My favourite new shows of 2017

Well it’s that time of year again when I come out of blogging hibernation to write about my favourite shows of the year! Although I saw overall fewer professional productions this year than in 2016, I did manage to fit in 12 shows at the Edinburgh Fringe and another trip to West End Live. So here are my favourite new shows of the year:

Dreamgirls – Savoy Theatre, London

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This was one of my first shows of the year, and what a spectacle it was! Amber Riley was fantastic in the leading role, and the whole company worked together brilliantly to put on a stunning theatrical experience, featuring some highly impressive vocals from both the soloists and the ensemble.

The Addams Family (UK Tour) – Mayflower Theatre, Southampton

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This was the first production of The Addams Family musical in the UK, and it certainly didn’t disappoint. Andrew Lippa’s score is simply fantastic, and the cast were true triple threats, with stand out performances from Cameron Blakely and Carrie Hope Fletcher. I wouldn’t be surprised if a West End transfer is on the cards!

Half a Sixpence – Noel Coward Theatre, London

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Many people would associate this show with Charlie Stemp (who portrayed the lead, Arthur Kipps), but having experienced a flawless performance by his first cover, Sam O’Rourke, I can safely say that the show’s success was not totally reliant on one individual (as fantastic as I’m sure Stemp was in the role!). I adored this fun, cheerful show and really hope to see it again some day.

The Play That Goes Wrong (UK Tour) – Theatre Royal Plymouth

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Oh yes, a play has featured on the list!! This show was definitely one of the funniest things I’ve ever seen, and the fact that it was a touring production (with a touring set!) made it all the more impressive. I loved the way that the performance started as soon as you entered the auditorium, and it was so (hashtag) relatable for those of us who have put on amateur productions ourselves!

Showstopper the Improvised Musical (UK Tour) – Theatre Royal Winchester

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After seeing this show in Edinburgh I was so keen to revisit it – especially as it would, obviously, be a completely different show! I have so much respect for every member of the company, but particularly the band (led superbly by Duncan Walsh Atkins), who I could not take my eyes off! So. Clever.

The Curious Incident of the Dog in the Night Time (UK Tour) – Mayflower Theatre, Southampton and Theatre Royal Plymouth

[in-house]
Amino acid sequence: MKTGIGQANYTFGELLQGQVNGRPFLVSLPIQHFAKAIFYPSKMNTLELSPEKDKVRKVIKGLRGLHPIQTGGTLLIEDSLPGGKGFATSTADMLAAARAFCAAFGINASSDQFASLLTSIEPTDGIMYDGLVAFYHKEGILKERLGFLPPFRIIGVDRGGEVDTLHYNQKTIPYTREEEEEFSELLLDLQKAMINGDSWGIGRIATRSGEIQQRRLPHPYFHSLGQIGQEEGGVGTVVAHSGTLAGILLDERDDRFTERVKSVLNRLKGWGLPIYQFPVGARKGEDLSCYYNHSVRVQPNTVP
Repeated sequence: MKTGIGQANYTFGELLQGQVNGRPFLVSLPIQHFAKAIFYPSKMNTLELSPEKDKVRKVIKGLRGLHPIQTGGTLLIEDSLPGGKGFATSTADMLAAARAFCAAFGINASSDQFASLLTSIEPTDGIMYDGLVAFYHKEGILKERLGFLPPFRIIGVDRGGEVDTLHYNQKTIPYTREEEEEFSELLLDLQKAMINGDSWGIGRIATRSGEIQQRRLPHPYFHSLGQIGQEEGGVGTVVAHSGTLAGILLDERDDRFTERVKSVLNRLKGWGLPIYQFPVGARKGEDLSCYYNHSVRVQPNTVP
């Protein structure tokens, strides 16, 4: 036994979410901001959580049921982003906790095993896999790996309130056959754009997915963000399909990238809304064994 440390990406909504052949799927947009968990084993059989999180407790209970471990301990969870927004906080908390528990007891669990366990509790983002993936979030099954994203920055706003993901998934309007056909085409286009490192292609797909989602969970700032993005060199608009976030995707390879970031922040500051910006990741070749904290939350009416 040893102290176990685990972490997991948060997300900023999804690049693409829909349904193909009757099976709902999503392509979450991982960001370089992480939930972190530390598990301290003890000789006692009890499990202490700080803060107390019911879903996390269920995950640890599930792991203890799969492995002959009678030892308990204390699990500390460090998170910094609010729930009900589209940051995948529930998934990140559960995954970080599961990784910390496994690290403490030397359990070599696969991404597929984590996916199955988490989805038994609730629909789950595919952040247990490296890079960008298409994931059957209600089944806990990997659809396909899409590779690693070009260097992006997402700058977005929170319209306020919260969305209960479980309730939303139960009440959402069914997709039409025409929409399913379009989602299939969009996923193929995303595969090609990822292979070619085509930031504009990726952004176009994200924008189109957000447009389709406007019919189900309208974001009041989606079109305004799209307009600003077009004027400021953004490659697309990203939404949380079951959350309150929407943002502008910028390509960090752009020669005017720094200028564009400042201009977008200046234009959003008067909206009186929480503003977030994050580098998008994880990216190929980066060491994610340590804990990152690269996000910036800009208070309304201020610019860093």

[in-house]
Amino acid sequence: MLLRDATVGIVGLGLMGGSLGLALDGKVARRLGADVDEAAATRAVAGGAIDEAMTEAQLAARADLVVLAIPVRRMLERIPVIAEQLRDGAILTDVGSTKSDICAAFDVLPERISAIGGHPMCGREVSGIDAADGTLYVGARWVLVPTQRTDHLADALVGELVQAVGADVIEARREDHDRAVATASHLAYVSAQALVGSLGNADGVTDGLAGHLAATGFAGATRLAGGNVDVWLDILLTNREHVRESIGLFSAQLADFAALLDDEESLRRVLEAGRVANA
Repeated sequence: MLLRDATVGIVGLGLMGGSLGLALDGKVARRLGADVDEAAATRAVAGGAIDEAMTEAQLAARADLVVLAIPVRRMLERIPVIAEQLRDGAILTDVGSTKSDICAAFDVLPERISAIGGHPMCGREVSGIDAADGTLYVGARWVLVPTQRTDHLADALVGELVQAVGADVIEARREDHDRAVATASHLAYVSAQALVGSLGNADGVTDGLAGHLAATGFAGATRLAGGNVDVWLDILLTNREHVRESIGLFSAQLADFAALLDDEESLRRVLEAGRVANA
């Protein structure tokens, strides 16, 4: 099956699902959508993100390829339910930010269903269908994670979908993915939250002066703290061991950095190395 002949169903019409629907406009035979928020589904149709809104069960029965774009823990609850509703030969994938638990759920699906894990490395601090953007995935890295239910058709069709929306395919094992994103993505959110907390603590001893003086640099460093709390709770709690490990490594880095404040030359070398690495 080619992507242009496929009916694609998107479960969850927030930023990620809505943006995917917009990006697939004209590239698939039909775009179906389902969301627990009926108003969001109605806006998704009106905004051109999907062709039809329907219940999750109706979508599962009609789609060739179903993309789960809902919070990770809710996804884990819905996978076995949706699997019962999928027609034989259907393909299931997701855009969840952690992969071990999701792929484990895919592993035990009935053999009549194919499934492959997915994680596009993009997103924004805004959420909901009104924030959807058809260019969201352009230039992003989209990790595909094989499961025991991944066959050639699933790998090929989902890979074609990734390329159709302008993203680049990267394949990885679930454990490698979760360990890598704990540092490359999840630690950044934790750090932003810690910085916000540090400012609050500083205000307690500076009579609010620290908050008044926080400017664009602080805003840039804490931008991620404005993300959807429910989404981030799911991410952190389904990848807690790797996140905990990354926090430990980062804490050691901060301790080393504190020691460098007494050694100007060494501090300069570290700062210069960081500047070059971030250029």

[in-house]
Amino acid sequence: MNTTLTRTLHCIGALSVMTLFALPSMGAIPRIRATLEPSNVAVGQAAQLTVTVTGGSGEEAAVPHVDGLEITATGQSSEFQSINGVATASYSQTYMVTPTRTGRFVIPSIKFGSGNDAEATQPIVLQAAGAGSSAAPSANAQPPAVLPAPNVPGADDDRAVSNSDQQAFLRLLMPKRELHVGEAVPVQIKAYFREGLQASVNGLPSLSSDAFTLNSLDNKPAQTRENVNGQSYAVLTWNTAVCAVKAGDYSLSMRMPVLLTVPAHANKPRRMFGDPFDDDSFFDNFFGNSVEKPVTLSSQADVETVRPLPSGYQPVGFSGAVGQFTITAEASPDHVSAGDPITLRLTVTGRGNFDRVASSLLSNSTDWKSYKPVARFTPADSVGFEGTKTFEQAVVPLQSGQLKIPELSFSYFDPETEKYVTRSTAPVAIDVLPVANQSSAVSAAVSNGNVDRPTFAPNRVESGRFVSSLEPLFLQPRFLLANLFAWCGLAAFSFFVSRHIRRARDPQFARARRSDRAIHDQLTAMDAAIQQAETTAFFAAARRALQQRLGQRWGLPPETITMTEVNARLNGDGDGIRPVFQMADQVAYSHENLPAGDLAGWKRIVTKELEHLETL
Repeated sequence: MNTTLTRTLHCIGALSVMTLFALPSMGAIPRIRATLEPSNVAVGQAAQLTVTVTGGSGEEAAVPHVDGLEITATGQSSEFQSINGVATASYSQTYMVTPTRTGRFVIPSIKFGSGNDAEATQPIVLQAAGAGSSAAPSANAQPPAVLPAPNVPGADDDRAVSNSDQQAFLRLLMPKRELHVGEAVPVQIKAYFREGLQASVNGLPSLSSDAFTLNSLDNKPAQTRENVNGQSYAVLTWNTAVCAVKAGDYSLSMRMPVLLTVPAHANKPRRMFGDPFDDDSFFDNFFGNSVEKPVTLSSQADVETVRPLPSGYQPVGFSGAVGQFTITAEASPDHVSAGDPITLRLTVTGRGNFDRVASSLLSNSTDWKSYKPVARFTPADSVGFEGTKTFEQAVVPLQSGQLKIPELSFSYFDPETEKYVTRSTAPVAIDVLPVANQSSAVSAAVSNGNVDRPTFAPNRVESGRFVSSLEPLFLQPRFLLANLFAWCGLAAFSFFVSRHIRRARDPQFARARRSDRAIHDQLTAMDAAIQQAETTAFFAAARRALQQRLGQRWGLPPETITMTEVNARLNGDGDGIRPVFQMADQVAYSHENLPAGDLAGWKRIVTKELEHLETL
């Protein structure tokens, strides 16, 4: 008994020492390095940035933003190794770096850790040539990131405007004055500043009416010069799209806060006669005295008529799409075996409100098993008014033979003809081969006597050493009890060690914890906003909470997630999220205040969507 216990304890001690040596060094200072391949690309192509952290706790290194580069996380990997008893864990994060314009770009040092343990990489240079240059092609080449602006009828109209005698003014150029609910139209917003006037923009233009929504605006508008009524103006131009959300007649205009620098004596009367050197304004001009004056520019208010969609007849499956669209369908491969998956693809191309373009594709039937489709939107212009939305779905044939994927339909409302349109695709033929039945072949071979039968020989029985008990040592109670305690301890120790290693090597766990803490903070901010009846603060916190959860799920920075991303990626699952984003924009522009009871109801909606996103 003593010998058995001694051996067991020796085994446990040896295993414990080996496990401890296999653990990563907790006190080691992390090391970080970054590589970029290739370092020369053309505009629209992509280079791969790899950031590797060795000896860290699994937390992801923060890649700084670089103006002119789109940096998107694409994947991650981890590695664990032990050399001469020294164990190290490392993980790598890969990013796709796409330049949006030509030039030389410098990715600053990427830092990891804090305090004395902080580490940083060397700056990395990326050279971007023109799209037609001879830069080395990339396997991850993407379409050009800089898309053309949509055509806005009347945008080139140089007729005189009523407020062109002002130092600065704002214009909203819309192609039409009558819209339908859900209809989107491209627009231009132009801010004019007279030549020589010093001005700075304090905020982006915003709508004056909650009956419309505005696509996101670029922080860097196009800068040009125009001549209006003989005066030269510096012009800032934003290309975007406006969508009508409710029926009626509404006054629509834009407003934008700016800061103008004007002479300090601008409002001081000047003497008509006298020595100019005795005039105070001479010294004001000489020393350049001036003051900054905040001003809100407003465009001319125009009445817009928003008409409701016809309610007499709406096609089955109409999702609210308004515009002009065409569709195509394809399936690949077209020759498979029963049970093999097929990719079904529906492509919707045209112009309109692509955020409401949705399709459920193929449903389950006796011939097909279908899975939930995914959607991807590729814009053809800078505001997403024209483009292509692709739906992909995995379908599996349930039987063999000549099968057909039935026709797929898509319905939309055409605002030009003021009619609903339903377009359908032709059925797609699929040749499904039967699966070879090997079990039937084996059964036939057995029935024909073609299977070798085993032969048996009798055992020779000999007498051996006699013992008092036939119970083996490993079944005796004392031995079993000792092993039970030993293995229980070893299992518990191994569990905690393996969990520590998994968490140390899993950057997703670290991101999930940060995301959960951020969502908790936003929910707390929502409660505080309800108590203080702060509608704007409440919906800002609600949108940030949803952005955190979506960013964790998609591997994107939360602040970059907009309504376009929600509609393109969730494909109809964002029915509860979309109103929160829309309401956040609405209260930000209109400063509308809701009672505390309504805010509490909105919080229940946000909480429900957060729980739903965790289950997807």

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Yes, it’s another play. Yes, I saw it twice. Having read the book several years ago I’ve always been eager to see this show, and it was brilliant. I got to watch two different actors take on the role of Christopher in the two different venues which was so interesting, and I also got the opportunity to go backstage (read about that here). It’s such an enlightening and eye opening show.

School of Rock – New London Theatre, London

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This show is insanely good! I love any show with talented kids in it, and this production took that to another level! The adult cast complemented the child cast brilliantly, and the relations between parents and children were so interesting and often realistic. Oh yeah, and the children formed THEIR OWN BAND. Wow.

The Toxic Avenger – Arts Theatre, London

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So this is another show that I saw in Edinburgh and loved, and had to revisit in London in its full form without any bits cut out! I thought it wasn’t possible for it to get any better, but it absolutely did!! The five cast members were all hilarious, and the ridiculous concept of the show just made it even funnier. Also, the band were on stage which is always a bonus in my eyes.

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Review – Tamar Broadbent’s Get Ugly! – Edinburgh Fringe 2017

Get Ugly - courtesy of Rebecca Pitt

It’s not often that you find a one woman show which is so hashtag relatable (sorry) to 21st century life, but Tamar Broadbent’s Get Ugly definitely manages it. The show mixes stand up comedy and musical theatre style songs to create a fluid show which certainly entertained many different audiences during this year’s festival.

The first thing that struck me upon entering the space was how intimate it was. At this Wednesday afternoon performance there was an audience of around 20-25 people, all facing the small stage area on which Tamar performed – although the aforementioned stage was already partially occupied by a keyboard! Tamar herself welcomed us into the room which was a nice touch – I liked the fact that the performer/audience divide was blurred before the show had even begun, and this was a trend which continued throughout the performance – I very much felt like the audience were Tamar’s new friends, which was such a nice relationship to form within the space of an hour.